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“Being CAN leader taught me about other Christian denominations”- Rev. Fr. Peter Olowolafe

Rev. Fr. Peter Olowolafe is the Chairman, Christian Association of Nigeria (CAN), Ekiti State chapter. A native of Ilawe-Ekiti in Ekiti South-West Local Government Area of the state, the man, who is in his 40s, will soon retire from his position as CAN chairman after serving out his term. He spoke to the Sun on his call into the ministry, his life generally, and his likes and dislikes.

Tell us about your journey into the priesthood.

It started when I was enrolled at the Corpus Christi College, Ilawe-Ekiti. Corpus Christi is a Catholic school. There, we had the experience of having a Rev. Sister as one of our teachers. As a Catholic from childhood, there was that longing to serve God. After secondary school, there was a need for me to retake WASSCE. Because of that, I went to Ekiti State Government College for a year. And after that, I applied for the priestly formation under the Catholic Diocese of Ekiti. I was admitted and sent to the John of the Cross for a year of the spiritual programme. That year, the formation was purely prayer formation. I was sent to All Saints Seminary for my philosophical and theological studies. It lasted for seven years. After another four years of studies, I came back to Ekiti Diocese for my pastoral experience. Thereafter, I went back to the seminary for another three years of theological studies. On December 28, 2009, I was ordained a Deacon at St Patrick’s Catholic Cathedral, Ado-Ekiti. Some days after the ordination, I went back to the seminary to complete my formation for the last six months. After six months of study, I came back home and was posted to Sacred Heart Catholic Church, Emure-Ekiti. I was finally ordained a priest on September 18, 2010, at St Patrick’s Catholic Cathedral, Ado-Ekiti, by the Catholic Bishop of Ekiti, Most Rev. Felix Femi Ajakaiye.

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When did you become the CAN chairman and how many years have you served?

I have been the CAN chairman now for three years. I was inaugurated with my executive members on July 1, 2019. And the tenure, according to the by-law of CAN in Ekiti State, is for three years. Therefore, by the grace of God, my tenure will come to an end on June 30, this year. That is to say, on July 1st, there will be another inauguration for a new chairman. However, last year, there was an amendment to the CAN national constitution, which shows that from July 1st this year, the new chairman is going to stay for a single term of five years. But, in my own case, I am to stay for three years.

You have been the chairman these three years. Could you share your experiences with us?

The experience has been full of good memories, though, sometimes sad. This is because of my being among other denominations that I am not used to. I am a pure Catholic and lived all my life in a Catholic environment. I went to Catholic primary and secondary schools. I went to a Catholic seminary for my studies. Therefore, being among other denominations at the beginning was hard for me. It was hard to adapt to their form of prayers. As Catholics, we pray mostly silently. But in other denominations, it is the other way round. I was not used to it. Therefore, I had to start adapting. There was one occasion a pastor said to me, with all seriousness: ‘Father, you are not saying ‘Amen’. There was a kind of ecumenical prayer and they answered Amen, Amen, Amen, and I just said, Amen. And, he said: ‘Father, make it loud.’ I told him: ‘please, don’t worry. I know that God understands with me.’ By and large, after these years, I have found out that the other denominations too have a lot to offer. I have learned a lot from them. And I will still continue to love to be among them even after ceasing to be the CAN chairman. During this year, I have had cause to visit almost all the churches or denominations. I have had cause to visit the CCN churches, that is, the white-garment churches. The first time I was there, they asked me to remove my shoes. It was a shock to me. Therefore, I had to get a nylon bag to put my shoes inside. Since then whenever I am going for their occasion, I don’t put on shoes. I put on palm slippers. But when I am going for a meeting, I would tell them I can’t remove my shoes. I have had cause to be at Pentecostal churches for prayers and programmes. Given the experience so far, I think I am happy and I appreciate God for giving me the opportunity.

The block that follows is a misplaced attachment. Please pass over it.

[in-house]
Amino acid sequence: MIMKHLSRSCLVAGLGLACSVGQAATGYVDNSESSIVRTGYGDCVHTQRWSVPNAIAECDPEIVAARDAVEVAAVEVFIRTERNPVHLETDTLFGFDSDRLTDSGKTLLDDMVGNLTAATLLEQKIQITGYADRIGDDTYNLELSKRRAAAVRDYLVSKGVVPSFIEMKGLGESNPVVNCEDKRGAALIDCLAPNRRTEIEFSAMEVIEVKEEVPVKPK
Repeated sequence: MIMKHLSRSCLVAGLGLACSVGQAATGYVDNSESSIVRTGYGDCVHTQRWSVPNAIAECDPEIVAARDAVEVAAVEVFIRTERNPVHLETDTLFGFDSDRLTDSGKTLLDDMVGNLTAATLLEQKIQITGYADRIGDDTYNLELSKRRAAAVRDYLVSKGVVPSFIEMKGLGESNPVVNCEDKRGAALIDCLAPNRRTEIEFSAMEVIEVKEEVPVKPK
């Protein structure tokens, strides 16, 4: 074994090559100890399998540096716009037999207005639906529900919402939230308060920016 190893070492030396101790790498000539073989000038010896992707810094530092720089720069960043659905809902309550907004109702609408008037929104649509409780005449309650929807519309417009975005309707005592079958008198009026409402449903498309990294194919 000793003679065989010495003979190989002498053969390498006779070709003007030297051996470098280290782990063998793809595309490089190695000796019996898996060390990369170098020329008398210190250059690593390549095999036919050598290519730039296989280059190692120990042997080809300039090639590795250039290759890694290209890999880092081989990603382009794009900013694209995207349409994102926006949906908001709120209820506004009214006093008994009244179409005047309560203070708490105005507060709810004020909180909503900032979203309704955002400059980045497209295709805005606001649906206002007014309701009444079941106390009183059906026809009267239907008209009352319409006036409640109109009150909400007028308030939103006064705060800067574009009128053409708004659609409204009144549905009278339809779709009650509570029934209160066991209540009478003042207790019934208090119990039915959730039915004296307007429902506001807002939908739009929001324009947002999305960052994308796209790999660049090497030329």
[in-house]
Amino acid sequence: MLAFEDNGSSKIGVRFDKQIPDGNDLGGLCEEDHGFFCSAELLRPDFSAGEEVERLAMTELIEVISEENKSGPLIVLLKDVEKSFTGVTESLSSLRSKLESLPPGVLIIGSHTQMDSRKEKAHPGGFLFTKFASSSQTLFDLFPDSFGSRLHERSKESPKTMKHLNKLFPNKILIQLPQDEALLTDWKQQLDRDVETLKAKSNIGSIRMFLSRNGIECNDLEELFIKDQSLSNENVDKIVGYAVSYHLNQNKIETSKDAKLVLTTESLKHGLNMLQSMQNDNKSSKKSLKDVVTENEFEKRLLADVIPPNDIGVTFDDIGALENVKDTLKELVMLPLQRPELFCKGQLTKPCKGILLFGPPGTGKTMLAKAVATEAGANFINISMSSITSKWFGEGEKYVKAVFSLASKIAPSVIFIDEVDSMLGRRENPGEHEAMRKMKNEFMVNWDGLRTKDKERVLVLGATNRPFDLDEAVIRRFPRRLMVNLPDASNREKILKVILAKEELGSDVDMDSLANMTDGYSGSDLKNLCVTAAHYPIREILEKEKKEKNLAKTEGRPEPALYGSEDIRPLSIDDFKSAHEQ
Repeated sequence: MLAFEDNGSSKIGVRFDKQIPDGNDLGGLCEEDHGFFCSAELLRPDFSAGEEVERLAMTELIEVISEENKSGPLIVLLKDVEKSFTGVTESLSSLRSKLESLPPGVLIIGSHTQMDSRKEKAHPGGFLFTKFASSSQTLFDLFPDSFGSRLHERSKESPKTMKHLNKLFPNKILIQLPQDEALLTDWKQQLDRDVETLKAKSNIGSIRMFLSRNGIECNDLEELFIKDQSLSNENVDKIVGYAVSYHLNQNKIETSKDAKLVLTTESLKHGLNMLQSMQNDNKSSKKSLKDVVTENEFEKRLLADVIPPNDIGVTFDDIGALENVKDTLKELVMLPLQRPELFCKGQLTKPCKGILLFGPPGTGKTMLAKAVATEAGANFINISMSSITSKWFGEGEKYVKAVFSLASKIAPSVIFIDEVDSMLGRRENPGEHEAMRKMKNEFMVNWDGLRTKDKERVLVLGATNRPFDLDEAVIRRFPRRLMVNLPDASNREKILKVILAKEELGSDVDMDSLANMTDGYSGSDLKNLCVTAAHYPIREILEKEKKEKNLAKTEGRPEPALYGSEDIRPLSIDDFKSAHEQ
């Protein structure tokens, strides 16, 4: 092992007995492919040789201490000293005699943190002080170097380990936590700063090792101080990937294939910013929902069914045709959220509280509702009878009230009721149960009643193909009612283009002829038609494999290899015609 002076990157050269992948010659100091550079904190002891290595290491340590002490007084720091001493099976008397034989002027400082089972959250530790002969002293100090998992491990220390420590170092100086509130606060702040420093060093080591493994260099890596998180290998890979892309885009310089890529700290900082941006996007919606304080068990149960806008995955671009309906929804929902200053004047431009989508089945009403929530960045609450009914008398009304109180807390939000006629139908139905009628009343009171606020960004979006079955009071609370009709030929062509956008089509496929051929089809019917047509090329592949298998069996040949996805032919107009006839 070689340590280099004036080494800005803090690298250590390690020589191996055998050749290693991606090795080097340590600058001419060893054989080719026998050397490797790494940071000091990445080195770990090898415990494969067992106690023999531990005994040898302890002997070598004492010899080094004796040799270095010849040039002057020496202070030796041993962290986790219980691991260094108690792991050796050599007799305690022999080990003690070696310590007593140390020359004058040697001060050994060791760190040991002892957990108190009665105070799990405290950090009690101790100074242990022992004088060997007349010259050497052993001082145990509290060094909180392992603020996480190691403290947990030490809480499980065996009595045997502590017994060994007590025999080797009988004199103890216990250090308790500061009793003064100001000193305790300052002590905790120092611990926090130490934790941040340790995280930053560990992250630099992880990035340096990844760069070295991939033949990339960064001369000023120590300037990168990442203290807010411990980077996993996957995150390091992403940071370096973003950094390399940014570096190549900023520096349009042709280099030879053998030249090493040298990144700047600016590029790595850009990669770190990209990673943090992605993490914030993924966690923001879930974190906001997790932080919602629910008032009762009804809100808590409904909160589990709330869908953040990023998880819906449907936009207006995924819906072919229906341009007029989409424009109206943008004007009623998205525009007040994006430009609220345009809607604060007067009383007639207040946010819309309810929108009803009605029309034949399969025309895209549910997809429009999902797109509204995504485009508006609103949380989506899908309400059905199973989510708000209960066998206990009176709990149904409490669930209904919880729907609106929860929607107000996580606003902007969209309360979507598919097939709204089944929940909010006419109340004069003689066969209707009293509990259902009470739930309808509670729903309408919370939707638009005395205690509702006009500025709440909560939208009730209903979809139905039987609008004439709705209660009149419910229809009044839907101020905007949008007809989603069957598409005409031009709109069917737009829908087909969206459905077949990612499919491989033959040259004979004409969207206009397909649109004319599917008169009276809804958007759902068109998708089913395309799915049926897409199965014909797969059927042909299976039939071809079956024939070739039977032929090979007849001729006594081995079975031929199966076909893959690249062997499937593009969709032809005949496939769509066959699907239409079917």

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If you are not a priest, what line of trade or profession would you have gone into?

I would have gone into business. My father was a cocoa merchant trader. I was fully involved in his business. As a matter of fact, in 2001, I applied to study Economics at the Obafemi Awolowo University, (OAU), Ile-Ife, and Accountancy at The Federal Polytechnic, Ado-Ekiti. That same year, my contemplation of becoming a priest was becoming stronger. So when I applied to become a priest and sat for the exams, I was given admission immediately. That’s how I let go of my ambition to go to a university or Polytechnic. I am happy being a priest today.

What are your likes and dislikes?

I like people who are straightforward and truthful. I don’t have any reason to doubt people. I always believe people. I always trust people. And, therefore my dislike is simple: just don’t lie to me. Be sincere and truthful.

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